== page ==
Last week I posted on Father Francis Duffy who served as chaplain of the Fighting 69th in World War I. In World War II there was another Father Duffy, John E. Duffy, also an army chaplain.
John E. Duffy fought in World War I in the Rainbow division, the same division in which Father Francis Duffy served. After being ordained to the priesthood on June 28, 1928, he served as a teacher at Saint Wendelin’s in Fostoria, Ohio.
Father Duffy rejoined the army as a chaplain in 1933. During the Japanese invasion of the Philippines in 1942, Father Duffy, then a major, was chaplain of the North Luzon Force, and then of the First Philippines Corp. Father Duffy was a down to earth priest with a sardonic sense of humor. He used to tell the troops: “May the Good Lord take a liking to you, but not too soon!”.
Time magazine took note of Father Duffy during the fighting on Bataan:
“Father Duffy, World War I chaplain of the famed Fighting 69th, has a namesake in Bataan, Father John E. Duffy of Toledo, who received the decoration of the Purple Heart for “singularly meritorious action” when slightly wounded in action on New Year’s Day. He celebrates Mass at the front on an altar of ammunition boxes.”
After the surrender of the American forces, Father Duffy took part in the infamous Bataan Death March. Bayoneted by the Japanese and left for dead, he was rescued by Filipino guerrillas. After recovering from his wounds, Father Duffy directed guerrilla operations in four provinces under Colonel Claud Thorp, MacArthur’s guerrilla chief. During this period Father Duffy encountered American guerrilla Ray C. Hunt, who noted in his memoirs that Father Duffy could swear profusely on occasion and wondered if he was equally eloquent in Latin. He also recalled that Father Duffy liked to talk about his famous World War I namesake.
Captured by the Japanese in 1943 he was tried as a guerrilla. Father Duffy was acquitted and has the distinction of being the only allied officer to ever beat a Kempeitai courtmartial. After his trial he was held as a POW. Allied prisoners of Japan had a 37% deathrate. By comparison, non-Soviet prisoners held by the Germans experienced a 1.1% deathrate. In the prison camps in which Father Duffy was confined, he brought Christ, a robust sense of humor, practical assistance for sick prisoners and a will to survive.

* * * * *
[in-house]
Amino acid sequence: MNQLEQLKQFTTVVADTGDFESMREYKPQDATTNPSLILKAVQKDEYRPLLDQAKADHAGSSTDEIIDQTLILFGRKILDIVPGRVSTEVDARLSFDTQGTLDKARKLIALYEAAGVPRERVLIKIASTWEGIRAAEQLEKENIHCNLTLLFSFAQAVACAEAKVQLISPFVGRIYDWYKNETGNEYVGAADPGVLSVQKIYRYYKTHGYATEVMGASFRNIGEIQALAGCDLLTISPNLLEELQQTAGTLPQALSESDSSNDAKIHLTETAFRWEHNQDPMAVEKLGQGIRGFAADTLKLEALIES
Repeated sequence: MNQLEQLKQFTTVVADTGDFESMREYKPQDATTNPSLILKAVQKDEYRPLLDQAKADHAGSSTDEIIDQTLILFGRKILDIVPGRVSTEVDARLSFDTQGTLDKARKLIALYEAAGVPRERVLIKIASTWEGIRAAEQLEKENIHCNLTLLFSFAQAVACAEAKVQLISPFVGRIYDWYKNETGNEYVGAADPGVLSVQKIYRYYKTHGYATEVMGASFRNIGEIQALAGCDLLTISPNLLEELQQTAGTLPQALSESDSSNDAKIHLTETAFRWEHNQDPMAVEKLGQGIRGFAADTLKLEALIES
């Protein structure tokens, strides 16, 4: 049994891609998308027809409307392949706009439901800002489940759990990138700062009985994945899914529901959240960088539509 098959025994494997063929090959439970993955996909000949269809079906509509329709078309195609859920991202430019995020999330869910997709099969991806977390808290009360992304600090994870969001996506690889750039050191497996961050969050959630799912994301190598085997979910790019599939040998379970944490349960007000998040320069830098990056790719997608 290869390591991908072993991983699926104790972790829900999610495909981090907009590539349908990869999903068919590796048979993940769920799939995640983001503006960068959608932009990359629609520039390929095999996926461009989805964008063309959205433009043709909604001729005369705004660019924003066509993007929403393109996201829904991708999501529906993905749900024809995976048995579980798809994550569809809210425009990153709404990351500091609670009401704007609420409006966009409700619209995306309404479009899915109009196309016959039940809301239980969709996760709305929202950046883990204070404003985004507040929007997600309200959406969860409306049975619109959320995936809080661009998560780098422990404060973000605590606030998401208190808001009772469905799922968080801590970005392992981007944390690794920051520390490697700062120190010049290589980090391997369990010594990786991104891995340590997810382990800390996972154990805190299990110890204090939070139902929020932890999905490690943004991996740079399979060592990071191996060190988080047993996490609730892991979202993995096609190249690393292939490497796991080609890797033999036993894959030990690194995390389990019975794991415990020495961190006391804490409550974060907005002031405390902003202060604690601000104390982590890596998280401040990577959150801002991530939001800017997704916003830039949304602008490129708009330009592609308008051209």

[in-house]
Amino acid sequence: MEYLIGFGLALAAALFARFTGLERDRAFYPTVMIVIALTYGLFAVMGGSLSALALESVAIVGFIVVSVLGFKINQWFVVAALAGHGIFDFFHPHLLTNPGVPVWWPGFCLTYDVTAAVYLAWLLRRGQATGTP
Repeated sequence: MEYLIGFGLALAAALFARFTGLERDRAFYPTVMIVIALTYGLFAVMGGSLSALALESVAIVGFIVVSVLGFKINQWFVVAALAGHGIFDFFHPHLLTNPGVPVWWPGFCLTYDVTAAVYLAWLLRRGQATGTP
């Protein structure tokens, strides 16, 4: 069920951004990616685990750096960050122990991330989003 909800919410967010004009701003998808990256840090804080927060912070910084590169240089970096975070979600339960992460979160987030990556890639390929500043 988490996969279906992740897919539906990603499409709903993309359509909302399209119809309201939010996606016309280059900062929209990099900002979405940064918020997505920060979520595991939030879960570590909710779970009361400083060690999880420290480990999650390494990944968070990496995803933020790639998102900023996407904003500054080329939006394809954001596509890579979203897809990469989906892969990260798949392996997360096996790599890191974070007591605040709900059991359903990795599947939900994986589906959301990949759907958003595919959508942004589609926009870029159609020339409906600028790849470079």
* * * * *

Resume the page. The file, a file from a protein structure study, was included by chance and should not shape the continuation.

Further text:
As American forces closed in on the Philippines, American prisoners were shipped to other parts of the Japanese Empire aboard the aptly named Hell Ships. Crammed into black holds with little water, almost no ventilation, a few buckets for sanitation, the ships were floating death camps. Father Duffy gave first aid to prisoners on his ship, held mass and administered last rites to the many dying. In one Allied air attack, the Japanese refused to notify the Allies of the ships that were carrying POWs, Father Duffy was heard praying, “Father forgive them, they know not what they do.” At the end of the series of voyages Father Duffy had been wounded three times, and he was one of two out of seventeen chaplains who survived from the POWs transported from the Philippines.
Held at a prison camp in Mukden Manchuria, Father Duffy miraculously survived the war. After liberation, Father Duffy was hospitalized until October 31, 1946. For his service in World War II Father Duffy was awarded the Legion of Merit, a Bronze Star and a Purple Heart with five oak leaf clusters. He retired from the army as a colonel.
Following the war Father Duffy served as a parish priest at Our Lady of Lourdes Church in New London, Ohio. He also served as national chaplain of the American Legion from 1952-53. Never recovering fully from his war wounds, Father Duffy died at the age of 59. During his final illness he received this letter from General MacArthur. Since his death in 1958 there has been a campaign to have Father Duffy awarded a posthumous medal of honor which has thus far been unsuccessful.
Each year a scholarship is awarded to a student from the New London High School in his name from the Father Duffy memorial fund, and each year at the Department Convention of the State of Ohio, American Legion, the out- standing chaplain in the Legion for that year is given the Father John E. Duffy Memorial plaque. A book about Father Duffy has been recently published. Half a century after his death, Father Duffy is remembered.